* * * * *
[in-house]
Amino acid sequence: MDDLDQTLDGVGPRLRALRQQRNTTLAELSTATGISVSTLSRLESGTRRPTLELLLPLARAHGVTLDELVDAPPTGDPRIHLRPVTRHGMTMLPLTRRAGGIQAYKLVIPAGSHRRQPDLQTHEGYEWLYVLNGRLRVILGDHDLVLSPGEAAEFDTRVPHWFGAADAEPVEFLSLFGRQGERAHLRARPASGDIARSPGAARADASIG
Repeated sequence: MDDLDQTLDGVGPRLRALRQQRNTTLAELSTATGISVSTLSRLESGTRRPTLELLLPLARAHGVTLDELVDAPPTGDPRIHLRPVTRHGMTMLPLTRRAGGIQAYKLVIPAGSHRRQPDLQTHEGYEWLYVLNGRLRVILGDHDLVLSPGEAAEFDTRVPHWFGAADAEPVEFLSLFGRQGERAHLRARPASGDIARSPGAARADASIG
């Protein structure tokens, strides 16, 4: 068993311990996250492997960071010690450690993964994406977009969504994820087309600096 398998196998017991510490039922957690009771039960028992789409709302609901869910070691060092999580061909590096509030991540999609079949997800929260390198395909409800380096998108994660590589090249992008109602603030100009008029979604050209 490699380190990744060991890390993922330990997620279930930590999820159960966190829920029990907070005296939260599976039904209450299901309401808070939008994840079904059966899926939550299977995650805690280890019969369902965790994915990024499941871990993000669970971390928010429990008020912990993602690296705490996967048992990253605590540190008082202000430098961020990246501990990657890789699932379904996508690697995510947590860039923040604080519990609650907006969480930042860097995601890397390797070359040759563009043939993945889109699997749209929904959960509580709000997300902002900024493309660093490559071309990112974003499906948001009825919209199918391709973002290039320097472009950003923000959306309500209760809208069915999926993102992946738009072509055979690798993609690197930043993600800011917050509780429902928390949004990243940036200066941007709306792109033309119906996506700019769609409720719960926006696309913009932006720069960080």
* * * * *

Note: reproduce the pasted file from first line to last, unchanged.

[in-house]
Amino acid sequence: MDDLDQTLDGVGPRLRALRQQRNTTLAELSTATGISVSTLSRLESGTRRPTLELLLPLARAHGVTLDELVDAPPTGDPRIHLRPVTRHGMTMLPLTRRAGGIQAYKLVIPAGSHRRQPDLQTHEGYEWLYVLNGRLRVILGDHDLVLSPGEAAEFDTRVPHWFGAADAEPVEFLSLFGRQGERAHLRARPASGDIARSPGAARADASIG
Repeated sequence: MDDLDQTLDGVGPRLRALRQQRNTTLAELSTATGISVSTLSRLESGTRRPTLELLLPLARAHGVTLDELVDAPPTGDPRIHLRPVTRHGMTMLPLTRRAGGIQAYKLVIPAGSHRRQPDLQTHEGYEWLYVLNGRLRVILGDHDLVLSPGEAAEFDTRVPHWFGAADAEPVEFLSLFGRQGERAHLRARPASGDIARSPGAARADASIG
């Protein structure tokens, strides 16, 4: 068993311990996250492997960071010690450690993964994406977009969504994820087309600096 398998196998017991510490039922957690009771039960028992789409709302609901869910070691060092999580061909590096509030991540999609079949997800929260390198395909409800380096998108994660590589090249992008109602603030100009008029979604050209 490699380190990744060991890390993922330990997620279930930590999820159960966190829920029990907070005296939260599976039904209450299901309401808070939008994840079904059966899926939550299977995650805690280890019969369902965790994915990024499941871990993000669970971390928010429990008020912990993602690296705490996967048992990253605590540190008082202000430098961020990246501990990657890789699932379904996508690697995510947590860039923040604080519990609650907006969480930042860097995601890397390797070359040759563009043939993945889109699997749209929904959960509580709000997300902002900024493309660093490559071309990112974003499906948001009825919209199918391709973002290039320097472009950003923000959306309500209760809208069915999926993102992946738009072509055979690798993609690197930043993600800011917050509780429902928390949004990243940036200066941007709306792109033309119906996506700019769609409720719960926006696309913009932006720069960080």